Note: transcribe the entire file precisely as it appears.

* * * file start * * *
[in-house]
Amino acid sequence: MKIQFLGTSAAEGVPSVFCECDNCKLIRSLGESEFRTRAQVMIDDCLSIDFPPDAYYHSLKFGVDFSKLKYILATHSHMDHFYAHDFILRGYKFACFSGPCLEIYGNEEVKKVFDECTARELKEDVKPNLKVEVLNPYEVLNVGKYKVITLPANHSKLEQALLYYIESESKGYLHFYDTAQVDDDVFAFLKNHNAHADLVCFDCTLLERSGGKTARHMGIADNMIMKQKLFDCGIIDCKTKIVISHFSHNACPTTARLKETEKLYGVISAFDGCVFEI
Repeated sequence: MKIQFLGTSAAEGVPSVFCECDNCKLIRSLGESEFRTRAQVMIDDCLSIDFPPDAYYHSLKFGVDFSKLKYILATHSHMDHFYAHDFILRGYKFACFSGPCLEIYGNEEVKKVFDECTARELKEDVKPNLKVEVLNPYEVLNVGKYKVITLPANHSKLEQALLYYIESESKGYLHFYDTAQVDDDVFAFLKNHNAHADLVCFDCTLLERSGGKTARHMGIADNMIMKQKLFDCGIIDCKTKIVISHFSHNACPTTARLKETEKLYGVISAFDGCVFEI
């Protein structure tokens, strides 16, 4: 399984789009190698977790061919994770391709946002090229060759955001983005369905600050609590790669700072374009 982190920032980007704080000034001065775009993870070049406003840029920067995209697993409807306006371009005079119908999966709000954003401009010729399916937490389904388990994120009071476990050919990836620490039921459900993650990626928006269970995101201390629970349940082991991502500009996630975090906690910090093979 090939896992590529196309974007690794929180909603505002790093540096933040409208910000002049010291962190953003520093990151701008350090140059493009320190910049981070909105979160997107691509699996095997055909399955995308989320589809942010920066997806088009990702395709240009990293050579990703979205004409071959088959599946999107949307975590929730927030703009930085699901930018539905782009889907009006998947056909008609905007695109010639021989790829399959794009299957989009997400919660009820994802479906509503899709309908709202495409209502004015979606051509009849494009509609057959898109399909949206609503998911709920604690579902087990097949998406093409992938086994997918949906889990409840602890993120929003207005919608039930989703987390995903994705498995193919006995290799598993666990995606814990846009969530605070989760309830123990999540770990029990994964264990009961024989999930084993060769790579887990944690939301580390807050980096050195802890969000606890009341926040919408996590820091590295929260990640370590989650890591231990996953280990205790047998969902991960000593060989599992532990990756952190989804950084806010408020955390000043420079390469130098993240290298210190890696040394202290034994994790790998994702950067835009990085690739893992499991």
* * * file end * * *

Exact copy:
[in-house]
Amino acid sequence: MKIQFLGTSAAEGVPSVFCECDNCKLIRSLGESEFRTRAQVMIDDCLSIDFPPDAYYHSLKFGVDFSKLKYILATHSHMDHFYAHDFILRGYKFACFSGPCLEIYGNEEVKKVFDECTARELKEDVKPNLKVEVLNPYEVLNVGKYKVITLPANHSKLEQALLYYIESESKGYLHFYDTAQVDDDVFAFLKNHNAHADLVCFDCTLLERSGGKTARHMGIADNMIMKQKLFDCGIIDCKTKIVISHFSHNACPTTARLKETEKLYGVISAFDGCVFEI
Repeated sequence: MKIQFLGTSAAEGVPSVFCECDNCKLIRSLGESEFRTRAQVMIDDCLSIDFPPDAYYHSLKFGVDFSKLKYILATHSHMDHFYAHDFILRGYKFACFSGPCLEIYGNEEVKKVFDECTARELKEDVKPNLKVEVLNPYEVLNVGKYKVITLPANHSKLEQALLYYIESESKGYLHFYDTAQVDDDVFAFLKNHNAHADLVCFDCTLLERSGGKTARHMGIADNMIMKQKLFDCGIIDCKTKIVISHFSHNACPTTARLKETEKLYGVISAFDGCVFEI
């Protein structure tokens, strides 16, 4: 399984789009190698977790061919994770391709946002090229060759955001983005369905600050609590790669700072374009 982190920032980007704080000034001065775009993870070049406003840029920067995209697993409807306006371009005079119908999966709000954003401009010729399916937490389904388990994120009071476990050919990836620490039921459900993650990626928006269970995101201390629970349940082991991502500009996630975090906690910090093979 090939896992590529196309974007690794929180909603505002790093540096933040409208910000002049010291962190953003520093990151701008350090140059493009320190910049981070909105979160997107691509699996095997055909399955995308989320589809942010920066997806088009990702395709240009990293050579990703979205004409071959088959599946999107949307975590929730927030703009930085699901930018539905782009889907009006998947056909008609905007695109010639021989790829399959794009299957989009997400919660009820994802479906509503899709309908709202495409209502004015979606051509009849494009509609057959898109399909949206609503998911709920604690579902087990097949998406093409992938086994997918949906889990409840602890993120929003207005919608039930989703987390995903994705498995193919006995290799598993666990995606814990846009969530605070989760309830123990999540770990029990994964264990009961024989999930084993060769790579887990944690939301580390807050980096050195802890969000606890009341926040919408996590820091590295929260990640370590989650890591231990996953280990205790047998969902991960000593060989599992532990990756952190989804950084806010408020955390000043420079390469130098993240290298210190890696040394202290034994994790790998994702950067835009990085690739893992499991």